The grasp reflex may be a safety feature that baby has retained from an earlier evolutionary time when she may have needed to hold her parent tightly whilst her parent collected food, fought off an attacker or fled from danger. Whatever the reason why she originally had this reflex it still plays an important part in her OMSDEP. The grasp reflex is the stage of hand-use and development before baby develops the ability to let go of an object.  

Development by chance:

Babies hand-use abilities are usually left to develop by chance as they learn to use their hands. If children who are left to develop by chance are fortunate they will live in an environment where their grasp reflex will be stimulated or ‘set off’, by chance, many times each day. Such stimulation by chance sometimes occurs when baby receives frequent close physical attention from an older brother or sister. When brother or sister ‘set off’ baby’s grasp reflex her hands are given the opportunity to do what they are designed to do; grasp and hold, in preparation for the time when her brain is sufficiently developed to take over full control.

A good environment for baby’s grasp reflex is one where she has the opportunity to grasp, hold and let go of an object about fifty times in each hand each day. This may sound like a lot of time spent grasping but at a rate of about 5 grasps per minute 50 grasps takes a total of only about 20 minutes each day. Further, her ability to grasp, hold and let go is improved if she holds on tightly rather than loosely. As mentioned above having the opportunity to let go does not mean baby can or will let go: Objects she grasps are usually actually removed from her grasp by another person, or the object is accidentally shaken or knocked from her grasp. 

Each time an object is removed from her grasp baby feels what it is like to have it removed and eventually her brain develops the ability to decide when to let go by choice. Baby’s Own Magnificent Self Development and Education Program at birth is to grasp objects by reflex action, to hold them tightly, and to have them removed hundreds of times until she develops the ability to let go of objects herself. When she can let go by choice baby will move up to the next Level of development, Level 2. 

As stated above there are two natural ways by which objects are removed from baby’s grasp. The first is that the object is gradually knocked from her grasp as she moves her arms about. The second is that another person, usually a family member, removes the object from her grasp. For convenience parents use the second method; they place an object in baby’s grasp, let baby enjoy holding the object for a short time, and then remove it and replace it again. This is done firstly in one hand and then in the other.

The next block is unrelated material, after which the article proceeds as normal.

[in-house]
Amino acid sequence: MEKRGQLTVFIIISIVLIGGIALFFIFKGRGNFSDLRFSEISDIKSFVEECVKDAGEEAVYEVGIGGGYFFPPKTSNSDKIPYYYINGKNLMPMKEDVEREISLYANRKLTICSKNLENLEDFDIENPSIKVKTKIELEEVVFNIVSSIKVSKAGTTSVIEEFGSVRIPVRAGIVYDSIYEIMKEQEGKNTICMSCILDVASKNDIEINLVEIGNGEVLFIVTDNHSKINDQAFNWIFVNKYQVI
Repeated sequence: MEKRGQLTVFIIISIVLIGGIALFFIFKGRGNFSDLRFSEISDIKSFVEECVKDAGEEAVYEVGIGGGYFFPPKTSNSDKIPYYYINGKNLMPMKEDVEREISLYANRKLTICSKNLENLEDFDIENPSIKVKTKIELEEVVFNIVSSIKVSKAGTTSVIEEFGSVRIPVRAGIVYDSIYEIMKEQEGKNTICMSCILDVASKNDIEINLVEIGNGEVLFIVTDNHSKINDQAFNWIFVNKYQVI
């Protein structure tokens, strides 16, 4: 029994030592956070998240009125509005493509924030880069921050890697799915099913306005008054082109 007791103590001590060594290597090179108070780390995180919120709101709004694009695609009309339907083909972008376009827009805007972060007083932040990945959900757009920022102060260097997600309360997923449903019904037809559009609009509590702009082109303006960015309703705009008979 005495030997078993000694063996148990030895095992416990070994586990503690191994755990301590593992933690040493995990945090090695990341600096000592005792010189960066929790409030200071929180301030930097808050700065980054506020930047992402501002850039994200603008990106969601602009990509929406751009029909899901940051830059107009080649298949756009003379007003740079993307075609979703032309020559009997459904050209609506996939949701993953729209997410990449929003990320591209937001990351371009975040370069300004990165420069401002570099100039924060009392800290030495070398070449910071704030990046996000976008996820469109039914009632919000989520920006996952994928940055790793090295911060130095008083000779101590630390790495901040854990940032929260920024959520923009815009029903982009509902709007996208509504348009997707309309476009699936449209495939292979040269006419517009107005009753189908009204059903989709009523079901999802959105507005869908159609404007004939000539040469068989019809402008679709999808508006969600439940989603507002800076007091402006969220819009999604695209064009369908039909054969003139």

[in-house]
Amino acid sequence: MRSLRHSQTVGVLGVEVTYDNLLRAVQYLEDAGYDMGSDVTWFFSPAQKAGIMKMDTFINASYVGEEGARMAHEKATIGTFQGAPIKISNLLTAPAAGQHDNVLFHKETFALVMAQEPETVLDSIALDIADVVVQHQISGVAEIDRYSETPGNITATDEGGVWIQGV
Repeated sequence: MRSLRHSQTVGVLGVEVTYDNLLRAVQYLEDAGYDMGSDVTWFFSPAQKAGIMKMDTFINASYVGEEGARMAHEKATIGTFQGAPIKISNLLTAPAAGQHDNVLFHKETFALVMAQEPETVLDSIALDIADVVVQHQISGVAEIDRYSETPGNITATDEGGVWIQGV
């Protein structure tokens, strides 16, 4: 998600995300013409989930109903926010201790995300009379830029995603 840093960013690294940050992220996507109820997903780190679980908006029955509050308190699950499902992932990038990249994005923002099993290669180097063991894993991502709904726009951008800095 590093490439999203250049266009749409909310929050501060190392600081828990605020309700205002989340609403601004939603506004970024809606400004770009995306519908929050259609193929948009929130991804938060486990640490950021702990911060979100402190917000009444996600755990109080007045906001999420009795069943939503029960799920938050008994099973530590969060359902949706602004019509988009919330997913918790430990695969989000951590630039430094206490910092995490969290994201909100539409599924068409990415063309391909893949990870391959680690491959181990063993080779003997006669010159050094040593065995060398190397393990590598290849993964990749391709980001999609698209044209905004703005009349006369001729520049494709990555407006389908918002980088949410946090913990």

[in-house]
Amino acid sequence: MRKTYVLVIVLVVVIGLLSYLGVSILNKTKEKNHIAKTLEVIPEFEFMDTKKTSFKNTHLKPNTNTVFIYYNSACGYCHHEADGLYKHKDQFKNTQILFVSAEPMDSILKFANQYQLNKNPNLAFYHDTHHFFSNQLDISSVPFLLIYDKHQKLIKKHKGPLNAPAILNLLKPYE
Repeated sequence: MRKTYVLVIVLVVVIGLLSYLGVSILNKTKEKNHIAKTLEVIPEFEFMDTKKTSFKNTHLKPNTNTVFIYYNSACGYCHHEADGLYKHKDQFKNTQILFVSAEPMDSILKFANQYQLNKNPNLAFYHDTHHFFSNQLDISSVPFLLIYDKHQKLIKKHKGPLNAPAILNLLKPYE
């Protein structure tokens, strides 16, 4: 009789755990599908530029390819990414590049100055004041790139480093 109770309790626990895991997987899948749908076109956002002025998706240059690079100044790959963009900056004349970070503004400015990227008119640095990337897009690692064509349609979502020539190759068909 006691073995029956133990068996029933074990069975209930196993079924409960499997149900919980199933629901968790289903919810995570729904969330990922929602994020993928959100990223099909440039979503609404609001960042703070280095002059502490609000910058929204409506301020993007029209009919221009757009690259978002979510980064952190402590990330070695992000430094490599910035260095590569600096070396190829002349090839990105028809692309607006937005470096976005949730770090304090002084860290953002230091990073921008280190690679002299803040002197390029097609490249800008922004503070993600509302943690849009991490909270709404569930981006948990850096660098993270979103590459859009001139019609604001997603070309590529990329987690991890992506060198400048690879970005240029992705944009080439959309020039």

Protecting baby: 

Because parents rightly try to protect their child they sometimes ensure that objects that are excellent for grasping are kept away from the child. Consequently the child’s grasp development and hand use ability is delayed. Baby should, of course, be protected from hurting herself or choking on small objects, but she also needs plenty of opportunity to grasp suitably sized objects. Fortunately, parent’s fingers are usually the right size and very safe as objects for baby to grasp. If the available fingers are too big there are a number of babies ‘toys’ such as teething rings or cylindrical timber or dowels that are suitable.


To further assist in the development of baby’s hand use ability parents use an activity called ‘lift-offs’. In the lift-offs activity a parent lays baby on her back on a bed or other soft surface, places one finger into each of baby’s grasping hands and then gently lifts baby until her head is raised a few centimetres off the bed. After 5 to 10 seconds baby is set back down on the bed again. The procedure is then repeated for one minute. During that one minute baby is ‘lifted off’ about 3 to 7 times. 

Lift-offs is a very beneficial activity to develop baby’s hand use ability. The lift-offs activity is the first in a series of enjoyable activities that not only assists in baby’s grasp development but also assists her piano, violin and other instrument playing, her lung development, speech and singing ability and her ability to perform gymnastic bar activities with excellence.  How all these items are assisted by lift-offs is explained in later Levels. 


Activities for parents and babies:

A list of Magnificent Parenting activities follows. These are practical activities for children to do with their parent’s help. parents create the environment baby requires to complete her OMSDEP.  In many cases, these activities are the environment required and, after commencement, promote baby’s excellent natural development.